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Image: People stand in front of a mural of George Floyd in Houston, Texas
People stand in front of a mural of George Floyd in Houston on June 8, 2020.Johannes Eisele / AFP - Getty Images file

Why the House police reform bill named for George Floyd matters

The George Floyd Justice in Policing Act is a police-reform measure, but it should also be seen as civil-rights legislation.


The original plan was for the Democratic-led House to pass its democracy-reform package, the "For the People Act," on Wednesday and their police-reform bill, the "George Floyd Justice in Policing Act" on Thursday. But fearing a security threat from right-wing radicals, the chamber ended up passing both pieces of legislation on Wednesday night.

The former bill -- arguably the most important legislative effort in a half-century to bolster our democracy -- ended up overshadowing the latter, which is a shame because the police-reform bill matters, too. NBC News reported this week:

The bill, among other things, would ban neck restraints and "no knock" warrants in drug cases at the federal level. It would also reform qualified immunity, which is a doctrine that makes it difficult to sue officers.... The Biden administration threw its support behind the bill Monday. The White House said trust between law enforcement and communities can't be rebuilt unless police officers are held accountable for abuses of power.

The list of major provisions in the bill isn't short. The George Floyd Justice in Policing Act also bans discriminatory profiling at every level of U.S. law enforcement, mandates dashboard cameras and body cameras for federal law enforcement, and establishes a National Police Misconduct Registry to prevent "problematic" officers from moving between precincts and jurisdictions.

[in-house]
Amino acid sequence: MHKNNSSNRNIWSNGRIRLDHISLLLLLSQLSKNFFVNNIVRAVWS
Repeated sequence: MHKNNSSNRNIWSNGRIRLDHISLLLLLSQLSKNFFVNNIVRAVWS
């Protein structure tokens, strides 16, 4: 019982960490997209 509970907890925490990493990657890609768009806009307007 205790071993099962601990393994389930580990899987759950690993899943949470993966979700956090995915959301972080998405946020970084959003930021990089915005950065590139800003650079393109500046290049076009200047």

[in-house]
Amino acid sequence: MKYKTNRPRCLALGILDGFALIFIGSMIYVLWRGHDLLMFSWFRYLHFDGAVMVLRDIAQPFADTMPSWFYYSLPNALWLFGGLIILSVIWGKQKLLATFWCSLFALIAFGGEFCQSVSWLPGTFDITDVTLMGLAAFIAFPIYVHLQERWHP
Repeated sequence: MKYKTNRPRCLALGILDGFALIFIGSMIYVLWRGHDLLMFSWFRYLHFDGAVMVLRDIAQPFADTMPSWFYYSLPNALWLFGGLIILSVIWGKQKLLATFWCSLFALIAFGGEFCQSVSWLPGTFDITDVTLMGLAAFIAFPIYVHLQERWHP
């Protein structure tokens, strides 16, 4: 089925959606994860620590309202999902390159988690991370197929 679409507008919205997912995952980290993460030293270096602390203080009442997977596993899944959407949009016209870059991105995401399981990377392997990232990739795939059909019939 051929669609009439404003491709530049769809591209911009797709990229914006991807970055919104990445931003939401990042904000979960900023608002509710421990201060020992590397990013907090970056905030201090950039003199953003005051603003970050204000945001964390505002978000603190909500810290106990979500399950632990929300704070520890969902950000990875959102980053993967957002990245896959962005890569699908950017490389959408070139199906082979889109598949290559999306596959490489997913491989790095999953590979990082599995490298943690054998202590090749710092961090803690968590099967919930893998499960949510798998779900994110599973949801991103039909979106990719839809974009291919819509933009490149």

Indeed, to describe this as a police-reform bill is accurate, but in some ways, the label is also incomplete: this should also be seen as civil-rights legislation.

It passed the House on a 220-to-212 vote, which fell largely along party lines, with one notable exception: Rep. Lance Gooden (R-Texas) unexpectedly voted with Democrats. But before anyone applauds the Texas Republican for a bold move, note that Gooden later explained that he'd supported the bill accidentally and didn't realize it until it was too late. (There's a rich history of lawmakers who've inadvertently cast mistaken votes.)

Regardless, the bill now heads to the 50-50 Senate, where Democratic leaders will no doubt try to advance it. We already know, however, that it faces long odds: even if conservative Senate Dems were willing to vote for the reforms, there's no realistic chance 10 GOP senators would break ranks and end a Republican filibuster.

But before we give up on the idea of progress altogether, it's probably worth noting that some Senate Republicans did propose a reform bill last summer, in an apparent attempt to persuade voters that the GOP took the issue seriously in an election year. Sure, the bill was flawed. And sure, Republicans didn't want to bother with hearings or buy-in from experts and stakeholders. And sure, the bill predictably died, at which point GOP senators quickly moved on in ways suggesting they didn't really take the issue too seriously.

But at least the Republican bill existed, and it's hard not to wonder if the White House might try to reach out to its proponents to see if there's room for some kind of compromise on the issue.